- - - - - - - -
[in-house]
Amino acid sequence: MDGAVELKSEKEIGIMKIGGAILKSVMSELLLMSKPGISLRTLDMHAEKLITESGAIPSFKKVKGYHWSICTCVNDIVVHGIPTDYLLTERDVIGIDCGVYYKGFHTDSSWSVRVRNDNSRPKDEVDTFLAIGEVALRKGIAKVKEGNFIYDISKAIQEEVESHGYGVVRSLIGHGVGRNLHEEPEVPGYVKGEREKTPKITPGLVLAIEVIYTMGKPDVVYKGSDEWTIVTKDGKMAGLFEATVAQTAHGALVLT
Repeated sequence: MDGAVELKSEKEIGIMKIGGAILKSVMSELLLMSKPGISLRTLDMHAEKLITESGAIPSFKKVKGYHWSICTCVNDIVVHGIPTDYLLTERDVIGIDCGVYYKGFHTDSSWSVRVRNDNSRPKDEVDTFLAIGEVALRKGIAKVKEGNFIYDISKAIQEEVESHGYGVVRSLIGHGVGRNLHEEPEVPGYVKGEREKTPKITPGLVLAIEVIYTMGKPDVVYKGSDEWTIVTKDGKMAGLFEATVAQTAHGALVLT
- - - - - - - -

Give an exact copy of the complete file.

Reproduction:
[in-house]
Amino acid sequence: MDGAVELKSEKEIGIMKIGGAILKSVMSELLLMSKPGISLRTLDMHAEKLITESGAIPSFKKVKGYHWSICTCVNDIVVHGIPTDYLLTERDVIGIDCGVYYKGFHTDSSWSVRVRNDNSRPKDEVDTFLAIGEVALRKGIAKVKEGNFIYDISKAIQEEVESHGYGVVRSLIGHGVGRNLHEEPEVPGYVKGEREKTPKITPGLVLAIEVIYTMGKPDVVYKGSDEWTIVTKDGKMAGLFEATVAQTAHGALVLT
Repeated sequence: MDGAVELKSEKEIGIMKIGGAILKSVMSELLLMSKPGISLRTLDMHAEKLITESGAIPSFKKVKGYHWSICTCVNDIVVHGIPTDYLLTERDVIGIDCGVYYKGFHTDSSWSVRVRNDNSRPKDEVDTFLAIGEVALRKGIAKVKEGNFIYDISKAIQEEVESHGYGVVRSLIGHGVGRNLHEEPEVPGYVKGEREKTPKITPGLVLAIEVIYTMGKPDVVYKGSDEWTIVTKDGKMAGLFEATVAQTAHGALVLT